A couple of days ago I saw a very good post on how zooming and motion effects can actually make some people feel nauseous, dizzy, or give them a headache. I’m talking about healthy people now: for someone with vestibular disorders it can become a real nightmare.
This was a big issue in iOS7: it’s slim zoom, parallax and sliding effects literally made some users sick. Apple quickly solved this problem by allowing users to turn those effects off. Well, may be they should have invested more in accessibility testing, because in iOS8 the dizziness problem came back, this time because of the predictive search.
What do we know about accessible UI? I bet every designer knows that all the UI elements should be big and contrast enough, that every text should be easily readable. Almost everyone knows about color blindness, but very few designers actually check how their mockups look for colorblind people. And when a designer relies on color coding too much, some users will experience problems or won’t be able to use the product at all.
Well, the same applies to visual effects. The thing is: there is a lot more to disability than blindness. I’m not saying that we shouldn’t use animations in our UI. We need animations. They help us to attract users attention to important stuff or to explain animations at all. They also make our UI look fun, modern and stylish. But it doesn’t mean that we should be using all the visual effects we can fit on one screen at once. Sometimes when you open a website it’s all so fancy and attractive that it gets hard to see the content.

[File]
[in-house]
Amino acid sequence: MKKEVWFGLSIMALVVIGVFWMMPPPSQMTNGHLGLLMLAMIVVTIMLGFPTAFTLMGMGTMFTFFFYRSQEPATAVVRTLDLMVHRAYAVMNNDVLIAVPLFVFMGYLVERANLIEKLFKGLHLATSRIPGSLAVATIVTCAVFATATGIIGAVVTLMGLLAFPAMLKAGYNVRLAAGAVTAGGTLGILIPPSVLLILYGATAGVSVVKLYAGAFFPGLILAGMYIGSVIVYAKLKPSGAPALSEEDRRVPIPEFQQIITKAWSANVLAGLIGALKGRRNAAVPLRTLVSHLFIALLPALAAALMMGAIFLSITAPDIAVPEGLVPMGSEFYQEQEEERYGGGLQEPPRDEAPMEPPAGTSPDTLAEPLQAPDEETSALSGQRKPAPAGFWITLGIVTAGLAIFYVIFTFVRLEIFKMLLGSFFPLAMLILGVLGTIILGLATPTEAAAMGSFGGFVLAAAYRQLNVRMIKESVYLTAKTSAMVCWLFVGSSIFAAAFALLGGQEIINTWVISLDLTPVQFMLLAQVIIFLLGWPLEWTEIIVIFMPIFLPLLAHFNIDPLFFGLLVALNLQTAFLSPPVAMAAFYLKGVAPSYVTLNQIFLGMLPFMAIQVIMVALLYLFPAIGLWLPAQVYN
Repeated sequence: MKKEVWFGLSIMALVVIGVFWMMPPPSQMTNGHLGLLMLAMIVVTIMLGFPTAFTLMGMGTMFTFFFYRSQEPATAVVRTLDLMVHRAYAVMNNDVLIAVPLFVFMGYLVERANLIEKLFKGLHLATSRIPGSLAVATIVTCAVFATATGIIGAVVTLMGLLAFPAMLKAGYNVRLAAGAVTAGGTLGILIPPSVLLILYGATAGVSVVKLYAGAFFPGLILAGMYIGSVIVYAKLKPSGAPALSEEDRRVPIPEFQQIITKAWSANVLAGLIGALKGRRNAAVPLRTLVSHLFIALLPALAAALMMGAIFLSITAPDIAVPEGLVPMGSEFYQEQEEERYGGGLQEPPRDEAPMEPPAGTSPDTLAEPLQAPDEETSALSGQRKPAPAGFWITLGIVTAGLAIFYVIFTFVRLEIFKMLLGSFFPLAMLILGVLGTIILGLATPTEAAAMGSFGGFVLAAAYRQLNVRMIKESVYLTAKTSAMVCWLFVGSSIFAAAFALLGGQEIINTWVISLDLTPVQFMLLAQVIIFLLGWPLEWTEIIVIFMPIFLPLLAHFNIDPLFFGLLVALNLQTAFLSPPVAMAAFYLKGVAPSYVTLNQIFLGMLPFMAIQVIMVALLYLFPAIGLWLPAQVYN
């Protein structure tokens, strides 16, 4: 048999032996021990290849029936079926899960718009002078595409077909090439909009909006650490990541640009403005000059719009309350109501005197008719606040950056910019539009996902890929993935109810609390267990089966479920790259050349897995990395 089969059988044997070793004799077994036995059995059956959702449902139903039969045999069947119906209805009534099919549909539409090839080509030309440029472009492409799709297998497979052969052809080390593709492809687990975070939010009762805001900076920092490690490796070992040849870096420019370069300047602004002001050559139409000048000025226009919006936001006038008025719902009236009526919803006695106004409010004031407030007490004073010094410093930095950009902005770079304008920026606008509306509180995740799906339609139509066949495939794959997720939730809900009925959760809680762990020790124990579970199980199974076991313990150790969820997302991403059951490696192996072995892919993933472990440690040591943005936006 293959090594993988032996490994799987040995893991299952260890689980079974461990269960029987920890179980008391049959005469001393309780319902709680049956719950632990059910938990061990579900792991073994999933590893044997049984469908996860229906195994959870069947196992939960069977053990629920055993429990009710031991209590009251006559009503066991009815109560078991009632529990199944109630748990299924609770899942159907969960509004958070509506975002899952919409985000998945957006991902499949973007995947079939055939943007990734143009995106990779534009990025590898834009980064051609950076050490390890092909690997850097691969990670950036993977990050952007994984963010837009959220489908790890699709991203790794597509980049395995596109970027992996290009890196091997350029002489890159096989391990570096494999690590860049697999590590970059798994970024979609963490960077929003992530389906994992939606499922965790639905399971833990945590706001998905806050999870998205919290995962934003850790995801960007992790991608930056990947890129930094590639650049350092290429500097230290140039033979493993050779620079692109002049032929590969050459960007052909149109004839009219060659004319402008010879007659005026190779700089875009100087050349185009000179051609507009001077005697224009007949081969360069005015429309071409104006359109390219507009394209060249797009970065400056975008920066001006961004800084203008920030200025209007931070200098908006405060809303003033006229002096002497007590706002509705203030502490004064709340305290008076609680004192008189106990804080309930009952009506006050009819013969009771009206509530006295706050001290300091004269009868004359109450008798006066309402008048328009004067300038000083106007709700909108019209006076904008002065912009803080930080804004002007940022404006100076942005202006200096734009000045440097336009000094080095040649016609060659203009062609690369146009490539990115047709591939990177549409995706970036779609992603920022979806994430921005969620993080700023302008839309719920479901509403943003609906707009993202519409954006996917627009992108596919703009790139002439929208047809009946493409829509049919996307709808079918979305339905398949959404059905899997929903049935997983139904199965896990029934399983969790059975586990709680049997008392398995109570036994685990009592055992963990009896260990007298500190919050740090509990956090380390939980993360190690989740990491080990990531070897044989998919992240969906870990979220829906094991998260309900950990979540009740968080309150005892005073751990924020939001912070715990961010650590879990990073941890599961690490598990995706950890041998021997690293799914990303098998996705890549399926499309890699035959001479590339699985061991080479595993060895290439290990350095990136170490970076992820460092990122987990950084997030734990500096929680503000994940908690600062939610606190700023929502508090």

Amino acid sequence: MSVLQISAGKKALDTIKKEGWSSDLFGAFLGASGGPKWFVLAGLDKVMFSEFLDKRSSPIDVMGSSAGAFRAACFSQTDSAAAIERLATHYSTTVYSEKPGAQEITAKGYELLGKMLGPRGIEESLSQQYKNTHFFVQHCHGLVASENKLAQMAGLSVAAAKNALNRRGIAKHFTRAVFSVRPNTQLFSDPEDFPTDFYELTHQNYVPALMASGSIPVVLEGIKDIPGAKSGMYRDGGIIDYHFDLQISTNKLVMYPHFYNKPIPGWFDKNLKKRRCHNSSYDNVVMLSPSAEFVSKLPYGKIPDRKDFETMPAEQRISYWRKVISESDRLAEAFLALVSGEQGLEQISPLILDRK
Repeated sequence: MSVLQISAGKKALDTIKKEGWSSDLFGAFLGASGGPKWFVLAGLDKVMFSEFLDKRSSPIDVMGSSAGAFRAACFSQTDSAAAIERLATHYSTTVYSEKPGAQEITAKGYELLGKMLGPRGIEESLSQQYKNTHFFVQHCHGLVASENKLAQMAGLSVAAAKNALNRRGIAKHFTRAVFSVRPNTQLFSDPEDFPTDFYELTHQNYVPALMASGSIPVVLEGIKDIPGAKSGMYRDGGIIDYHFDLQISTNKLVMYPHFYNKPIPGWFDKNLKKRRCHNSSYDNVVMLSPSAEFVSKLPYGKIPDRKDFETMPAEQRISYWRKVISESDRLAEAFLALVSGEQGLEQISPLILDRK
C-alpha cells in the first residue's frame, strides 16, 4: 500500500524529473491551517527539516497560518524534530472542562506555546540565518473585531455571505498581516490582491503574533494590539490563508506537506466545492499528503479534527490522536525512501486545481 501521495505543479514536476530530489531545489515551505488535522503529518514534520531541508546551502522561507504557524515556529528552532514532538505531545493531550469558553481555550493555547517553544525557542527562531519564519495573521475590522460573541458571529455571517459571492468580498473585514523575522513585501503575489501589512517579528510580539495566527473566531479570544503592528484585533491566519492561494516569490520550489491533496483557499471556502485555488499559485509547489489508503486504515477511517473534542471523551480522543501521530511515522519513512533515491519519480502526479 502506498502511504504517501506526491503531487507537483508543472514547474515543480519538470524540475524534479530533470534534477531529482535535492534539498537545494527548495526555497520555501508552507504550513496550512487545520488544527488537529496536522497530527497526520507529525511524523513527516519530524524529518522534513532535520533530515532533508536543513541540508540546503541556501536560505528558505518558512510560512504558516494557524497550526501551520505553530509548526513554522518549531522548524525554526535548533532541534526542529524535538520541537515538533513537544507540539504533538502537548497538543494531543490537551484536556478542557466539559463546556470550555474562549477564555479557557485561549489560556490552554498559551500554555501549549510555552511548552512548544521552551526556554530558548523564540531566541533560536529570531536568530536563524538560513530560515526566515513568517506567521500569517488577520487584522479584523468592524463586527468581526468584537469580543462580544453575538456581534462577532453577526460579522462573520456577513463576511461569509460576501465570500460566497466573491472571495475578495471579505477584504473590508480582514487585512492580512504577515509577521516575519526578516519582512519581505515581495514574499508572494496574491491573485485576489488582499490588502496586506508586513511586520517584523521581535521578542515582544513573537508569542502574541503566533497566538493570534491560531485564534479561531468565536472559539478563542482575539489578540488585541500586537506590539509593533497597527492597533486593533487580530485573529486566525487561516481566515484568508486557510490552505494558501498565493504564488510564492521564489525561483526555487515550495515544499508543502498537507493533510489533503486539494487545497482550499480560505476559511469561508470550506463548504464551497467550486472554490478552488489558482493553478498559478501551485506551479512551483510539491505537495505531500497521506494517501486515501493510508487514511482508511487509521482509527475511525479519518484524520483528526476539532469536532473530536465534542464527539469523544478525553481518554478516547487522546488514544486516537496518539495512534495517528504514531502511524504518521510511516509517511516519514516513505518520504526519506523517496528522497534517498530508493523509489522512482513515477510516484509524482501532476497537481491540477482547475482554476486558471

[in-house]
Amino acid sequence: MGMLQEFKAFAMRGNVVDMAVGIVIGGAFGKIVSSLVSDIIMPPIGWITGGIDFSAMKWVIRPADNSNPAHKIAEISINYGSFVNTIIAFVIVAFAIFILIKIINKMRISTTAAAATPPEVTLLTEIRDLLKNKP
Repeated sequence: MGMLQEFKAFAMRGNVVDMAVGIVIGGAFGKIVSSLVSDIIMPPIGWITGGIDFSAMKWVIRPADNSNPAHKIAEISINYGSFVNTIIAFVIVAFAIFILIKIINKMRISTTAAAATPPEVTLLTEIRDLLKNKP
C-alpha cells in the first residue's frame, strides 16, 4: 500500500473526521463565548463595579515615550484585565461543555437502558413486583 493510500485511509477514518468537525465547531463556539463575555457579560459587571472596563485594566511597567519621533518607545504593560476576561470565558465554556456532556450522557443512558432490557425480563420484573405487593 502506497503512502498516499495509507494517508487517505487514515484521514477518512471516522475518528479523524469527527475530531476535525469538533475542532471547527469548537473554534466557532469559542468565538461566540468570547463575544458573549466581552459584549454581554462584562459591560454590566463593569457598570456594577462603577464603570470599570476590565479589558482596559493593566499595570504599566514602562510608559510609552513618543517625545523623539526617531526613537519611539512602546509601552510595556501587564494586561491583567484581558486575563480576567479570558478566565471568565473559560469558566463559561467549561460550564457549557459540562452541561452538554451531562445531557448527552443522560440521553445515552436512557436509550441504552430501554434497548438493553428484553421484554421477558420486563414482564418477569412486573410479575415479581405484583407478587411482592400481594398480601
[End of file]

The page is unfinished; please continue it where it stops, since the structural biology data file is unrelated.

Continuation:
What I’m saying is that we should be using animations consciously, we should be aware of when and why we are using them. We should keep our designs balanced.
One very good article on animation usability suggests that when designing an animation one should consider its goal, its frequency of occurrence, and its mechanics. I would also say: consider it twice if your users don’t have an option to turn this animations off.
I would like to finish with a quote from Jef Raskin, author of “The Humane Interface”:
“The first principle. When using a product to help you do a task, the product should only help and never distract you from the task.”
Some further reading on accessible design and animations usage:
Accessible design: Which “everyone” do you mean? http://www.youtube.com/watch?v=I1Rz-6fKacQ#t=36
Motion sickness & the new Apple iOS parallex mapping design: https://vestibular.org/news/09-27-2013/motion-sickness-new-apple-ios-parallex-mapping-design
15 Tools if you are (not) colorblind: http://www.color-blindness.com/2008/12/23/15-tools-color-blindness/
Animation for attention and comprehension: http://www.nngroup.com/articles/animation-usability/
A nearly one page summary of design rules: http://www.mprove.de/script/02/raskin/designrules.html